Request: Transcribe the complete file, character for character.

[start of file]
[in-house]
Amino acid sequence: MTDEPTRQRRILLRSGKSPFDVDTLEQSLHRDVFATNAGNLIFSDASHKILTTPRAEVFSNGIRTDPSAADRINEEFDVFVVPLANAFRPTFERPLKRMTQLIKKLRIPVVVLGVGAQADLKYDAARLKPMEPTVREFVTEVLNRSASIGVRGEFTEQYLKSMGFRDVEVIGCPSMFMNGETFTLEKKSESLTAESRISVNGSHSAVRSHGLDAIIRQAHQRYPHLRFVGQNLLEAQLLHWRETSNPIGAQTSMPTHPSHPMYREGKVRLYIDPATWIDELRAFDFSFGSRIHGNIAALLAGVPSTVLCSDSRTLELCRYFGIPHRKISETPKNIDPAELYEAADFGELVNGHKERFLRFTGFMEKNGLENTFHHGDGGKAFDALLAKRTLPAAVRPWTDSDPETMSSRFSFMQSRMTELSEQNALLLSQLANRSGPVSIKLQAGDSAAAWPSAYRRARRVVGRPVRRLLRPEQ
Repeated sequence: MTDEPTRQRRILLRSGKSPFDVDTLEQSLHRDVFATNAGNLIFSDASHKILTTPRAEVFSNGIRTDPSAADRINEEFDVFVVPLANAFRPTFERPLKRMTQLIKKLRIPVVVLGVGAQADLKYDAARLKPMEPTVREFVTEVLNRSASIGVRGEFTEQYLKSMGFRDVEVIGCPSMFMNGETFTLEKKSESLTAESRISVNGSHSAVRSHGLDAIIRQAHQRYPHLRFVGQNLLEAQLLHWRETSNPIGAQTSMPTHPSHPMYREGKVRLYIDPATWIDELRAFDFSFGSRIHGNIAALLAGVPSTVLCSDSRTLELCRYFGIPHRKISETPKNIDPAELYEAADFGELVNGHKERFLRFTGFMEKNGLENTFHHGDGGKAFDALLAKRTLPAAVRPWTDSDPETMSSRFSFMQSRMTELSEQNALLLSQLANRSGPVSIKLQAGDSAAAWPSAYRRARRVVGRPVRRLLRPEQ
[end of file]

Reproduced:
[in-house]
Amino acid sequence: MTDEPTRQRRILLRSGKSPFDVDTLEQSLHRDVFATNAGNLIFSDASHKILTTPRAEVFSNGIRTDPSAADRINEEFDVFVVPLANAFRPTFERPLKRMTQLIKKLRIPVVVLGVGAQADLKYDAARLKPMEPTVREFVTEVLNRSASIGVRGEFTEQYLKSMGFRDVEVIGCPSMFMNGETFTLEKKSESLTAESRISVNGSHSAVRSHGLDAIIRQAHQRYPHLRFVGQNLLEAQLLHWRETSNPIGAQTSMPTHPSHPMYREGKVRLYIDPATWIDELRAFDFSFGSRIHGNIAALLAGVPSTVLCSDSRTLELCRYFGIPHRKISETPKNIDPAELYEAADFGELVNGHKERFLRFTGFMEKNGLENTFHHGDGGKAFDALLAKRTLPAAVRPWTDSDPETMSSRFSFMQSRMTELSEQNALLLSQLANRSGPVSIKLQAGDSAAAWPSAYRRARRVVGRPVRRLLRPEQ
Repeated sequence: MTDEPTRQRRILLRSGKSPFDVDTLEQSLHRDVFATNAGNLIFSDASHKILTTPRAEVFSNGIRTDPSAADRINEEFDVFVVPLANAFRPTFERPLKRMTQLIKKLRIPVVVLGVGAQADLKYDAARLKPMEPTVREFVTEVLNRSASIGVRGEFTEQYLKSMGFRDVEVIGCPSMFMNGETFTLEKKSESLTAESRISVNGSHSAVRSHGLDAIIRQAHQRYPHLRFVGQNLLEAQLLHWRETSNPIGAQTSMPTHPSHPMYREGKVRLYIDPATWIDELRAFDFSFGSRIHGNIAALLAGVPSTVLCSDSRTLELCRYFGIPHRKISETPKNIDPAELYEAADFGELVNGHKERFLRFTGFMEKNGLENTFHHGDGGKAFDALLAKRTLPAAVRPWTDSDPETMSSRFSFMQSRMTELSEQNALLLSQLANRSGPVSIKLQAGDSAAAWPSAYRRARRVVGRPVRRLLRPEQ